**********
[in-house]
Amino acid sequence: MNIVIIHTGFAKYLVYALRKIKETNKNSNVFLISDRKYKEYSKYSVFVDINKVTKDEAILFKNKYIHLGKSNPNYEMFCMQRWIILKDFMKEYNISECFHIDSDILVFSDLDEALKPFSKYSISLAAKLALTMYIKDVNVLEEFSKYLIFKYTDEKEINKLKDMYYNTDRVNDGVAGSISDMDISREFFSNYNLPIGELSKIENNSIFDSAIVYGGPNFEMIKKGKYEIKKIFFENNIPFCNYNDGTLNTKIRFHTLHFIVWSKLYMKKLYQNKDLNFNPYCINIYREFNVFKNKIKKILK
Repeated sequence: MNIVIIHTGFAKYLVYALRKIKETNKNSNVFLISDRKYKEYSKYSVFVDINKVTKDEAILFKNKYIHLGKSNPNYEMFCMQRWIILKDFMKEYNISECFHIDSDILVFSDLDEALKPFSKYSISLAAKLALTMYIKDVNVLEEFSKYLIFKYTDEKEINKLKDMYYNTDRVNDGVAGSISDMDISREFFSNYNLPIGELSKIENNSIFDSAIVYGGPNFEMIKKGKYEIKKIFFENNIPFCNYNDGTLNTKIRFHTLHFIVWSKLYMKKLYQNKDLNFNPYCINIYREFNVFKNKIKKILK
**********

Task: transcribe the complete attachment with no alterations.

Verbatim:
[in-house]
Amino acid sequence: MNIVIIHTGFAKYLVYALRKIKETNKNSNVFLISDRKYKEYSKYSVFVDINKVTKDEAILFKNKYIHLGKSNPNYEMFCMQRWIILKDFMKEYNISECFHIDSDILVFSDLDEALKPFSKYSISLAAKLALTMYIKDVNVLEEFSKYLIFKYTDEKEINKLKDMYYNTDRVNDGVAGSISDMDISREFFSNYNLPIGELSKIENNSIFDSAIVYGGPNFEMIKKGKYEIKKIFFENNIPFCNYNDGTLNTKIRFHTLHFIVWSKLYMKKLYQNKDLNFNPYCINIYREFNVFKNKIKKILK
Repeated sequence: MNIVIIHTGFAKYLVYALRKIKETNKNSNVFLISDRKYKEYSKYSVFVDINKVTKDEAILFKNKYIHLGKSNPNYEMFCMQRWIILKDFMKEYNISECFHIDSDILVFSDLDEALKPFSKYSISLAAKLALTMYIKDVNVLEEFSKYLIFKYTDEKEINKLKDMYYNTDRVNDGVAGSISDMDISREFFSNYNLPIGELSKIENNSIFDSAIVYGGPNFEMIKKGKYEIKKIFFENNIPFCNYNDGTLNTKIRFHTLHFIVWSKLYMKKLYQNKDLNFNPYCINIYREFNVFKNKIKKILK